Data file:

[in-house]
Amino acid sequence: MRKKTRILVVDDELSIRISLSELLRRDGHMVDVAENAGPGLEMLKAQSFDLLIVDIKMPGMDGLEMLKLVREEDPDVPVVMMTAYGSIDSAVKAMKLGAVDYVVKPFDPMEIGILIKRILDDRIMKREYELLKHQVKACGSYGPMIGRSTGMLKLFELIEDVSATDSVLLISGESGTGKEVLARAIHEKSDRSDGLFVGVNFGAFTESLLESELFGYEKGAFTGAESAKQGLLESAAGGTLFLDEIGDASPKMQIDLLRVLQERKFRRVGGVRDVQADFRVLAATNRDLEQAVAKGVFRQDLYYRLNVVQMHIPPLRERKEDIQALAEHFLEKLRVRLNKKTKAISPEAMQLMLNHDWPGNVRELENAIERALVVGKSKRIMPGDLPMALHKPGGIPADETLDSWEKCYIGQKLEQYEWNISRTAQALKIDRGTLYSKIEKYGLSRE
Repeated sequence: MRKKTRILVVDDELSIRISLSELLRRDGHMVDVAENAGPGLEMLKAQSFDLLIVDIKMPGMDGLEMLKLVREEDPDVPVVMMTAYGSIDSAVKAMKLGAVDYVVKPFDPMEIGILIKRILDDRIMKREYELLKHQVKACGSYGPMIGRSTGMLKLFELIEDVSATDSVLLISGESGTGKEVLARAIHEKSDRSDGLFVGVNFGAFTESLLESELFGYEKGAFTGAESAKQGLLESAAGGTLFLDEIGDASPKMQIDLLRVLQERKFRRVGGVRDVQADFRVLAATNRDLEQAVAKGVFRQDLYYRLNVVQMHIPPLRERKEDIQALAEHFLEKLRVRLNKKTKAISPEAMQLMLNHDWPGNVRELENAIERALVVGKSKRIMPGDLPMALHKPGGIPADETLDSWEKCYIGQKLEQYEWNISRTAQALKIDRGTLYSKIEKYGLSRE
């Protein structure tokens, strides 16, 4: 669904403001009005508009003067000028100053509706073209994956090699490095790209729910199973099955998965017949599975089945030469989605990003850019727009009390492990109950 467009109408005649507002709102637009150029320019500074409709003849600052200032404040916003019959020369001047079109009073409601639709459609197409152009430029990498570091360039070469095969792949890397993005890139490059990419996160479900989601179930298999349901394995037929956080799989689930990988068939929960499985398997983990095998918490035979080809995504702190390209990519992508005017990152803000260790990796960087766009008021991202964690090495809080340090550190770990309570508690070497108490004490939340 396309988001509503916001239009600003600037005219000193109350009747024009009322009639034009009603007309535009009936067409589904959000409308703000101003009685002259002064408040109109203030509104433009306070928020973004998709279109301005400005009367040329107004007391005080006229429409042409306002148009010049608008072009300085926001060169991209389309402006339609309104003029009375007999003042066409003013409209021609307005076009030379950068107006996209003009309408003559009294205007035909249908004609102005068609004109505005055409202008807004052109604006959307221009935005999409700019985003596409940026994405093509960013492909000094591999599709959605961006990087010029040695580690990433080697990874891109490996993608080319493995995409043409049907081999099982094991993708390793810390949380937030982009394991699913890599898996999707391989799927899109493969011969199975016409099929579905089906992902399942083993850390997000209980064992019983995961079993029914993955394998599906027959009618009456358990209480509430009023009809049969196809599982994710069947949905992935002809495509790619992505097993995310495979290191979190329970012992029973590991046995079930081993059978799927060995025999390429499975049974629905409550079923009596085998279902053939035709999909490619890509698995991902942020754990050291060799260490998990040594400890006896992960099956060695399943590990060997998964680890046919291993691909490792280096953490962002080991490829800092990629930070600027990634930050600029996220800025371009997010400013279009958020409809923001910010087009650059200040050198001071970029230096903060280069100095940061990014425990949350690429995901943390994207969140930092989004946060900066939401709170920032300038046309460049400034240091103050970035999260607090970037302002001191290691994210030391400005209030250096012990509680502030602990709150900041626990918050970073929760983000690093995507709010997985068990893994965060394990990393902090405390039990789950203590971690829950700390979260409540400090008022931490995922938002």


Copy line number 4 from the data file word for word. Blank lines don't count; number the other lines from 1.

């Protein structure tokens, strides 16, 4: 669904403001009005508009003067000028100053509706073209994956090699490095790209729910199973099955998965017949599975089945030469989605990003850019727009009390492990109950 467009109408005649507002709102637009150029320019500074409709003849600052200032404040916003019959020369001047079109009073409601639709459609197409152009430029990498570091360039070469095969792949890397993005890139490059990419996160479900989601179930298999349901394995037929956080799989689930990988068939929960499985398997983990095998918490035979080809995504702190390209990519992508005017990152803000260790990796960087766009008021991202964690090495809080340090550190770990309570508690070497108490004490939340 396309988001509503916001239009600003600037005219000193109350009747024009009322009639034009009603007309535009009936067409589904959000409308703000101003009685002259002064408040109109203030509104433009306070928020973004998709279109301005400005009367040329107004007391005080006229429409042409306002148009010049608008072009300085926001060169991209389309402006339609309104003029009375007999003042066409003013409209021609307005076009030379950068107006996209003009309408003559009294205007035909249908004609102005068609004109505005055409202008807004052109604006959307221009935005999409700019985003596409940026994405093509960013492909000094591999599709959605961006990087010029040695580690990433080697990874891109490996993608080319493995995409043409049907081999099982094991993708390793810390949380937030982009394991699913890599898996999707391989799927899109493969011969199975016409099929579905089906992902399942083993850390997000209980064992019983995961079993029914993955394998599906027959009618009456358990209480509430009023009809049969196809599982994710069947949905992935002809495509790619992505097993995310495979290191979190329970012992029973590991046995079930081993059978799927060995025999390429499975049974629905409550079923009596085998279902053939035709999909490619890509698995991902942020754990050291060799260490998990040594400890006896992960099956060695399943590990060997998964680890046919291993691909490792280096953490962002080991490829800092990629930070600027990634930050600029996220800025371009997010400013279009958020409809923001910010087009650059200040050198001071970029230096903060280069100095940061990014425990949350690429995901943390994207969140930092989004946060900066939401709170920032300038046309460049400034240091103050970035999260607090970037302002001191290691994210030391400005209030250096012990509680502030602990709150900041626990918050970073929760983000690093995507709010997985068990893994965060394990990393902090405390039990789950203590971690829950700390979260409540400090008022931490995922938002």